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I don't really care if the ping gets through or not, so firewalls are not an issue. I just want to see the name being resolved to an IP, and that's not happening.

 
 
 
 


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  # 383114 22-Sep-2010 12:03
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Ok ping doesnt really have anything to do with it - it just tests to see if there is communication between the computers.

In theory DNS proxy is just that - a proxy. Its not auctually a DNS server - though some modems call their dns servers proxys.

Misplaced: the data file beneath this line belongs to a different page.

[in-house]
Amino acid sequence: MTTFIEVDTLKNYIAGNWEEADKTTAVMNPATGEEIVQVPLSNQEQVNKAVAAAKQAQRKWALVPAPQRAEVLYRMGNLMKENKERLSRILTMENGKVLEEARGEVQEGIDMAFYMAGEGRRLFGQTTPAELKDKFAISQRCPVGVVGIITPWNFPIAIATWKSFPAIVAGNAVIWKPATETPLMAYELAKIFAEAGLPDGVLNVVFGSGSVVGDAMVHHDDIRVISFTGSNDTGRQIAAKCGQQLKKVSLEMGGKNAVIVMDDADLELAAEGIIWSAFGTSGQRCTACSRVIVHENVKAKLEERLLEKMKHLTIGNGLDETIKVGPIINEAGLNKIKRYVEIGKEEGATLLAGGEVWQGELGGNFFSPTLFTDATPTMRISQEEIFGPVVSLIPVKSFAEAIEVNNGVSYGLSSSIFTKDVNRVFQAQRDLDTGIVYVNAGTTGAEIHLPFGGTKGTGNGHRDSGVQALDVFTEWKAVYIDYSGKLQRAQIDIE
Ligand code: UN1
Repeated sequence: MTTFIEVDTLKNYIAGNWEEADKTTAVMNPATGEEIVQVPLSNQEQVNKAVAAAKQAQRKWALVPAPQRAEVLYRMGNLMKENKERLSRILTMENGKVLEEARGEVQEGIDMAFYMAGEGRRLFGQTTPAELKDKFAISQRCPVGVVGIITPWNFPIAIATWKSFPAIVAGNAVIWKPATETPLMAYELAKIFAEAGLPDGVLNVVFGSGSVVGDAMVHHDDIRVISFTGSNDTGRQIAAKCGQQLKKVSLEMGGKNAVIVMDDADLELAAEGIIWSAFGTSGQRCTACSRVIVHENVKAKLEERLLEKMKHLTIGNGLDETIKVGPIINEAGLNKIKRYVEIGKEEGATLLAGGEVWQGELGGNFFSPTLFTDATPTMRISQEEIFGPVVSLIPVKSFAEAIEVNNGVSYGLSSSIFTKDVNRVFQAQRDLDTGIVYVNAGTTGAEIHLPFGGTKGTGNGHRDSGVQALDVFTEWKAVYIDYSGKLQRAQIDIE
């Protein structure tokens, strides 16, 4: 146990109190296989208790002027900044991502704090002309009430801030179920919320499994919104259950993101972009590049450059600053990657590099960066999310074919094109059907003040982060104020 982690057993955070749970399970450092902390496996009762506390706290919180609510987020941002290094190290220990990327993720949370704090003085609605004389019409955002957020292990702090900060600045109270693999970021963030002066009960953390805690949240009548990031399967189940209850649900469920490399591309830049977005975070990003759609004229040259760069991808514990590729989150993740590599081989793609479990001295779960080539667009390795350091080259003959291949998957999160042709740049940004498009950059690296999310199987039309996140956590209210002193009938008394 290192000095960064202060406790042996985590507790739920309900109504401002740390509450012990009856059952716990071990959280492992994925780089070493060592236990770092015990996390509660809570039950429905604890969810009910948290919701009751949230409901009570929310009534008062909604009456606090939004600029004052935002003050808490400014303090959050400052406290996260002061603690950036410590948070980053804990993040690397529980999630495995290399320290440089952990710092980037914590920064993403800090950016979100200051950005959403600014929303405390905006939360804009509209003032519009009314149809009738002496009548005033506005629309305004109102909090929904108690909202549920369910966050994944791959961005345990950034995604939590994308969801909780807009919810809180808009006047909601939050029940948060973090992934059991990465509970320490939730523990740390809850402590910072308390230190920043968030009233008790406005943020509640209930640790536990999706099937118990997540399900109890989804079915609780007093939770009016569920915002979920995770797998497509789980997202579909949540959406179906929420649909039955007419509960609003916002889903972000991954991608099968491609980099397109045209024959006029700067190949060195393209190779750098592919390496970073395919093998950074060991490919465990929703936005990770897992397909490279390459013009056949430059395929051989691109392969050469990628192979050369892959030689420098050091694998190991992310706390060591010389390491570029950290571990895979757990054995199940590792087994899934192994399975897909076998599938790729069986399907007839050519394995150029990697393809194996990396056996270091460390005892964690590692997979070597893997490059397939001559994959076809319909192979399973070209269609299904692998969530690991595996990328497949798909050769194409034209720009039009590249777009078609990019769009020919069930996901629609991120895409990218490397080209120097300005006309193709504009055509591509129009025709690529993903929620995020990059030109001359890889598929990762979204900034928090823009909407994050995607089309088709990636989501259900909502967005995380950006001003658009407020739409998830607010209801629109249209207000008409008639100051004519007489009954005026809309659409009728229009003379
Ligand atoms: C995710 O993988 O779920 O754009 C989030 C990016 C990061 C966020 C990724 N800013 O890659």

A proxy just takes your request, and forwards it on to your isp's dns server - which has no clue about the inner workings of your network. It may be that your router's is just a proxy and not a server.

So to get around this, windows computers use a service called WINS - windows internet naming service. Its sort of a peer to peer discovery system that was created in the days of wfw 3.11 as it didnt include tcp/ip installed by default and used the netbeui protocol.
I dont know if your ubuntu computer is capable of joining a wins group.

Are you sure your modem is showing you the list of computer names from its DNS server or dns proxy, rather than its DHCP list? DHCP does ask for a workstation name so that could be where its getting mixed up.




Ray Taylor
Taylor Broadband (rural hawkes bay)
www.ruralkiwi.com

There is no place like localhost